How Education Leaders Can Model Edtech Best Practices
The field of educational technology is blossoming as never before. With the proliferation of mobile devices and the abundance of free online tools, there are possibilities for educational engagement that would have been unimaginable just a decade ago. But, as the saying goes, with great power comes great responsibility, and education leaders, in particular, have a serious obligation to model edtech best practices. Here are five easy ways that they can do that:
First, leaders can get serious about privacy and security. This means that they frequently change their passwords, use two-step authentication where it is available, and avoid falling for phishing schemes. Students and other stakeholders will know—sometimes in subtle ways (if they see a prompt for a far-overdue security update) and sometimes in not-so-subtle ways (if a leader has experienced identify theft)—if educational leaders are taking privacy and security seriously.
Second, leaders need to demonstrate strong information literacy skills. This means that they don’t spread “fake news,” hoaxes, or dubious memes. But it also means that they link to high-quality resources and demonstrate to others how they assess and vet the flood of information to which they are exposed.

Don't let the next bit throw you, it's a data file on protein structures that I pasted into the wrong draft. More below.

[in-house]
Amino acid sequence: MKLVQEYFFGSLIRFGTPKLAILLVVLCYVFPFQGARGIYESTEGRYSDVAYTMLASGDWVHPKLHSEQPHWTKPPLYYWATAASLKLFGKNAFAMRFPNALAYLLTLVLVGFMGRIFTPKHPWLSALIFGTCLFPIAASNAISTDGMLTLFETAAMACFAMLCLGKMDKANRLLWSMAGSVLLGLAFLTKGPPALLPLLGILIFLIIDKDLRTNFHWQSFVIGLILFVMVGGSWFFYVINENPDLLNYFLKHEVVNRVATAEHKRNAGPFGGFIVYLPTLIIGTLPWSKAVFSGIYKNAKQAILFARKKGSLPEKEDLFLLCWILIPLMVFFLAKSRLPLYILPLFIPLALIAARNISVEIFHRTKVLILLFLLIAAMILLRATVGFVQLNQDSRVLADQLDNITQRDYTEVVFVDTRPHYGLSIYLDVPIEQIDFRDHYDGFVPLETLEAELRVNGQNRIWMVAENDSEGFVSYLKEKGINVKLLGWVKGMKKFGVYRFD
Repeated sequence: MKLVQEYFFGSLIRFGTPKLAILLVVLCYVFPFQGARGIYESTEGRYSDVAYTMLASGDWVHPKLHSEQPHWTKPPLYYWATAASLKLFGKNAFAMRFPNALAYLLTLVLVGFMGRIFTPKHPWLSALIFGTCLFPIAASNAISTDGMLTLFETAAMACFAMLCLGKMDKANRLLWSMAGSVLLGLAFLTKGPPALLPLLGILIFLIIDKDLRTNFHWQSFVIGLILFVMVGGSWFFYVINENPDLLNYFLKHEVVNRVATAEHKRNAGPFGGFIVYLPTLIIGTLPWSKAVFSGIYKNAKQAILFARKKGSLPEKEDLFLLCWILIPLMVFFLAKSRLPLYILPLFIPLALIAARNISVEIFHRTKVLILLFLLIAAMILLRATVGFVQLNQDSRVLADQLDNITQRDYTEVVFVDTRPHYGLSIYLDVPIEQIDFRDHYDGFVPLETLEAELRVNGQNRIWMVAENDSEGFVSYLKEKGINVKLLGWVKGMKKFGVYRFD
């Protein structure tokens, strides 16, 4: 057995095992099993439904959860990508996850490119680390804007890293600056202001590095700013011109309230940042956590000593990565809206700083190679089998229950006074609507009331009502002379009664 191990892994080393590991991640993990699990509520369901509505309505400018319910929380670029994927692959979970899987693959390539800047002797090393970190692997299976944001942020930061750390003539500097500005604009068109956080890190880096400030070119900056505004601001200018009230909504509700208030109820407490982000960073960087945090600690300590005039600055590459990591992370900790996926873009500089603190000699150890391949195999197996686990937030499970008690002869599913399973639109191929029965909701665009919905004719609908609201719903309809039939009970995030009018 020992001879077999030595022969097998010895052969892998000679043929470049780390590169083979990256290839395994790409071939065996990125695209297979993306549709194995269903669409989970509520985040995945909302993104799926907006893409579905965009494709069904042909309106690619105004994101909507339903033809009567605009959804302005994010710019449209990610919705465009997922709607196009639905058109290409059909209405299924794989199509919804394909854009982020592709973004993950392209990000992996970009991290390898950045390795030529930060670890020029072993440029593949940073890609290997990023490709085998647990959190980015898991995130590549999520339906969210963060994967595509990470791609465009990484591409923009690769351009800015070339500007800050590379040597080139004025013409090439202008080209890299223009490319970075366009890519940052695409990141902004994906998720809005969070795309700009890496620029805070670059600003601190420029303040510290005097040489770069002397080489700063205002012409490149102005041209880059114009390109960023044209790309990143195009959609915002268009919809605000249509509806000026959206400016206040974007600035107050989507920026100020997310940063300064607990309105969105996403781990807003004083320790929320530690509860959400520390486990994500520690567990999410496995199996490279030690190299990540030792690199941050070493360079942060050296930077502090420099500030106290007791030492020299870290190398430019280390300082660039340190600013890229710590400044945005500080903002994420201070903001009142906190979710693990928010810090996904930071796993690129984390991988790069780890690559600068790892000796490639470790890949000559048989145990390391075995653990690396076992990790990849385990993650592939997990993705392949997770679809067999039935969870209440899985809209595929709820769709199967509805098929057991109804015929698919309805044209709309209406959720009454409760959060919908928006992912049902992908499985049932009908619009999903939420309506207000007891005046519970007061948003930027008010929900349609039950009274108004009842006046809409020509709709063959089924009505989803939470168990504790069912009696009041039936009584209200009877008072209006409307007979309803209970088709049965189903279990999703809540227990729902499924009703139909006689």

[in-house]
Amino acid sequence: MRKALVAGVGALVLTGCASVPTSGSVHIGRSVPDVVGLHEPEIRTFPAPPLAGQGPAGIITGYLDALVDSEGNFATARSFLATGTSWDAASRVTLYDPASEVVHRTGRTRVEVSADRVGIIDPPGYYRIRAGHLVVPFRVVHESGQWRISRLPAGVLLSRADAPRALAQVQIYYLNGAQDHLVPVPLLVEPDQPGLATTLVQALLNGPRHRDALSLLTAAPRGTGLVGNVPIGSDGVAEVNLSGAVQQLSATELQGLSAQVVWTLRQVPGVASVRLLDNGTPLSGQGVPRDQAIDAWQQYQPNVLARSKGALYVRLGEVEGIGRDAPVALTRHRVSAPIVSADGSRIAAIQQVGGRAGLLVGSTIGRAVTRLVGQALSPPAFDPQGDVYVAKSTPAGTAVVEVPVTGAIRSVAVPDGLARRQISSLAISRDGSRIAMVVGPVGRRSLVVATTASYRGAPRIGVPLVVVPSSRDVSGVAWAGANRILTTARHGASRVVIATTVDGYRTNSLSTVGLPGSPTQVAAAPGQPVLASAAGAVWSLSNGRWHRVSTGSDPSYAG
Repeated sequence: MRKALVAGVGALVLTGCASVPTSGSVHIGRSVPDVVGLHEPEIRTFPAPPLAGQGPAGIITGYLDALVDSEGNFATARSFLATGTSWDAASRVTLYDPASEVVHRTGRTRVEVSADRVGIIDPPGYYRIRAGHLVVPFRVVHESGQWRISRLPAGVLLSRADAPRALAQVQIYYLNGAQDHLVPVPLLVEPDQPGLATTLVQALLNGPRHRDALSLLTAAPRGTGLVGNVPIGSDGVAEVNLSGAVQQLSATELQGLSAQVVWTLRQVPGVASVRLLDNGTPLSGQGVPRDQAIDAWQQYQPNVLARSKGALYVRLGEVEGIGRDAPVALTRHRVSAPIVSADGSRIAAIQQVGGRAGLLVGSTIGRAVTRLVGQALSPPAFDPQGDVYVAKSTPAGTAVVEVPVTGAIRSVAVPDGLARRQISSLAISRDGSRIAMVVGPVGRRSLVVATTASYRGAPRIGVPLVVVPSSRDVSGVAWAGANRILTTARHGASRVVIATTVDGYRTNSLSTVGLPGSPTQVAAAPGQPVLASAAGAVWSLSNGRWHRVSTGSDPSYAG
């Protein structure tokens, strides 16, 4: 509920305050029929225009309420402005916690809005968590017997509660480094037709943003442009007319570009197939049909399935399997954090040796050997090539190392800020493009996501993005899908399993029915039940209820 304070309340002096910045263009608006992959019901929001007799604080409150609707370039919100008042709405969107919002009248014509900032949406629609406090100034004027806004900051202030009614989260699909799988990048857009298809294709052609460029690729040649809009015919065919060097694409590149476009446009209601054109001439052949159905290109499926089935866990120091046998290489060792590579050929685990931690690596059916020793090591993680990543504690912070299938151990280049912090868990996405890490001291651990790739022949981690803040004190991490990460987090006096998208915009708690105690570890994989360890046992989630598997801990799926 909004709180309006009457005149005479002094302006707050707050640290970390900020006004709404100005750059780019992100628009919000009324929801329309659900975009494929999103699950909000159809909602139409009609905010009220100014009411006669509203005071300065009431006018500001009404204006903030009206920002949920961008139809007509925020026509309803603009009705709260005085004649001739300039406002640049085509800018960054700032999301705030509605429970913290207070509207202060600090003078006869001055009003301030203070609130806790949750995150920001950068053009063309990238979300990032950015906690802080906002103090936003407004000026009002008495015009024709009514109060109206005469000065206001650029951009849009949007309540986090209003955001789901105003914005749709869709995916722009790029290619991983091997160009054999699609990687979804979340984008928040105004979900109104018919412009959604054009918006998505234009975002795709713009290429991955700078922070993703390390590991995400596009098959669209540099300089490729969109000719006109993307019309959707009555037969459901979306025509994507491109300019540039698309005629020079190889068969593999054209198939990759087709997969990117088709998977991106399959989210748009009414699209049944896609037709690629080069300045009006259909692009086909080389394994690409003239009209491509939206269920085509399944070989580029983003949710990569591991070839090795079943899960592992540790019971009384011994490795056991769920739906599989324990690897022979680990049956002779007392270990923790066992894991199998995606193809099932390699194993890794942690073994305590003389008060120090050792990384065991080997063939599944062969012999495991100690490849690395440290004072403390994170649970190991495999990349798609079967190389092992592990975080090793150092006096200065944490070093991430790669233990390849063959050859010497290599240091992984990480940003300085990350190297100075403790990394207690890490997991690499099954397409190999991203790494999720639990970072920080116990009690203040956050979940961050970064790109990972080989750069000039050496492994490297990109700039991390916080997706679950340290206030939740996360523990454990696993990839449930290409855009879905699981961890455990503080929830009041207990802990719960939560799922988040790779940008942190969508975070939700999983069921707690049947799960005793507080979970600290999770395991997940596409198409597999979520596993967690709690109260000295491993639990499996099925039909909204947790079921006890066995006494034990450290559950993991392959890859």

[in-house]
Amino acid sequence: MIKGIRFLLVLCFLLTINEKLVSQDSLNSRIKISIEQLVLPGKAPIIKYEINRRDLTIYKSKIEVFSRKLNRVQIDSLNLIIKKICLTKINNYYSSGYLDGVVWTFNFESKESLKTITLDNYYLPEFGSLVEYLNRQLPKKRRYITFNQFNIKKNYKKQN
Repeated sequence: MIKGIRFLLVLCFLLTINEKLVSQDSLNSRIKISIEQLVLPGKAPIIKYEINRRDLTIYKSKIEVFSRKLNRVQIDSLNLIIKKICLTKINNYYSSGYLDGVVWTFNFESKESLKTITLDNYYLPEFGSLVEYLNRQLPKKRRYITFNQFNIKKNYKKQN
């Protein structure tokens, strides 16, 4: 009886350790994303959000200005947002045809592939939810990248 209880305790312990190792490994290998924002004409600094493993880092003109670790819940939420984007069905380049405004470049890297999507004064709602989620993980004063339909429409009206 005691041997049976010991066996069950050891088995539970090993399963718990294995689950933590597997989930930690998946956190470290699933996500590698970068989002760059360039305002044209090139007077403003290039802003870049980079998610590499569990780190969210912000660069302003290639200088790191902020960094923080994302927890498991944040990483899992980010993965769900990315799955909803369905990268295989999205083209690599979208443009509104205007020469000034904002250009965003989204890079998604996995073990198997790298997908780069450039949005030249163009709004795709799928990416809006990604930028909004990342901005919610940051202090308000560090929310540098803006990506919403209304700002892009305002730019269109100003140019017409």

Third, strong education leaders model a commitment to honoring copyright laws. There’s nothing easier than swiping a photo without permission and reusing it, but that doesn’t make it right. And, especially in an educational context where students will need careful instruction about plagiarism, leaders need to walk the walk by demonstrating an understanding of and a commitment to honoring copyright law.
Fourth, leaders need to show a willingness to experiment. They can’t “fossilize” their use of edtech simply because they have found something that they like—they need to demonstrate to students and others a willingness to explore, be bold, and take risks. They need to model being lifelong learners—not only of academic content but also of tech tools.
Fifth, strong leaders know when to say when. That is, they do not promote tech for tech’s sake—they only embrace technology when it leads to measurable improvements. They don’t change just to change, and they don’t create a slide presentation when a phone call would be a better way to get the job done. They show students the importance of real-life interactions and screen-free pursuits.